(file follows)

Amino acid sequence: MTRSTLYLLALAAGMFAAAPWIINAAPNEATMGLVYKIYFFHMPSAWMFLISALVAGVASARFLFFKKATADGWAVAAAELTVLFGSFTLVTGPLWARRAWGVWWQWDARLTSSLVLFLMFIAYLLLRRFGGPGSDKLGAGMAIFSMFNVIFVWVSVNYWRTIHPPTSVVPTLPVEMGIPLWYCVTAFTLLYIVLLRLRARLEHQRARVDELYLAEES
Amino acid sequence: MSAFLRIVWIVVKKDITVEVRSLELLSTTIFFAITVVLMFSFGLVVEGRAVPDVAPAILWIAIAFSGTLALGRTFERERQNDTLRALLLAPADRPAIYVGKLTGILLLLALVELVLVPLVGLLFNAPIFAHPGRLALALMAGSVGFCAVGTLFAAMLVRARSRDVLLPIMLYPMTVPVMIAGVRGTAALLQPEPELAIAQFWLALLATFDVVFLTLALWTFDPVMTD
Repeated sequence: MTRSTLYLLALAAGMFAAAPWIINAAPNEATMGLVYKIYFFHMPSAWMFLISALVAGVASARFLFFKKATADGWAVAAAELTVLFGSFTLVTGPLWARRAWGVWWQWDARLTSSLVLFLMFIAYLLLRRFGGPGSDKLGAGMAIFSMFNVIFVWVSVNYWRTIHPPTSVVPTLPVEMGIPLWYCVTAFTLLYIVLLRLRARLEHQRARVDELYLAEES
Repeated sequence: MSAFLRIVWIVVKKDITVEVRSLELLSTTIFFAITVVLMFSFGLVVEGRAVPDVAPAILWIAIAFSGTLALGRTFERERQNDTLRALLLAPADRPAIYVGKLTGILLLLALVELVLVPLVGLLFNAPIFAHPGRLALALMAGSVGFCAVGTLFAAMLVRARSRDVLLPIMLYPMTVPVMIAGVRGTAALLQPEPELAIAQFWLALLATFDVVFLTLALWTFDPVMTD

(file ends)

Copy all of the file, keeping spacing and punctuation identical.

Amino acid sequence: MTRSTLYLLALAAGMFAAAPWIINAAPNEATMGLVYKIYFFHMPSAWMFLISALVAGVASARFLFFKKATADGWAVAAAELTVLFGSFTLVTGPLWARRAWGVWWQWDARLTSSLVLFLMFIAYLLLRRFGGPGSDKLGAGMAIFSMFNVIFVWVSVNYWRTIHPPTSVVPTLPVEMGIPLWYCVTAFTLLYIVLLRLRARLEHQRARVDELYLAEES
Amino acid sequence: MSAFLRIVWIVVKKDITVEVRSLELLSTTIFFAITVVLMFSFGLVVEGRAVPDVAPAILWIAIAFSGTLALGRTFERERQNDTLRALLLAPADRPAIYVGKLTGILLLLALVELVLVPLVGLLFNAPIFAHPGRLALALMAGSVGFCAVGTLFAAMLVRARSRDVLLPIMLYPMTVPVMIAGVRGTAALLQPEPELAIAQFWLALLATFDVVFLTLALWTFDPVMTD
Repeated sequence: MTRSTLYLLALAAGMFAAAPWIINAAPNEATMGLVYKIYFFHMPSAWMFLISALVAGVASARFLFFKKATADGWAVAAAELTVLFGSFTLVTGPLWARRAWGVWWQWDARLTSSLVLFLMFIAYLLLRRFGGPGSDKLGAGMAIFSMFNVIFVWVSVNYWRTIHPPTSVVPTLPVEMGIPLWYCVTAFTLLYIVLLRLRARLEHQRARVDELYLAEES
Repeated sequence: MSAFLRIVWIVVKKDITVEVRSLELLSTTIFFAITVVLMFSFGLVVEGRAVPDVAPAILWIAIAFSGTLALGRTFERERQNDTLRALLLAPADRPAIYVGKLTGILLLLALVELVLVPLVGLLFNAPIFAHPGRLALALMAGSVGFCAVGTLFAAMLVRARSRDVLLPIMLYPMTVPVMIAGVRGTAALLQPEPELAIAQFWLALLATFDVVFLTLALWTFDPVMTD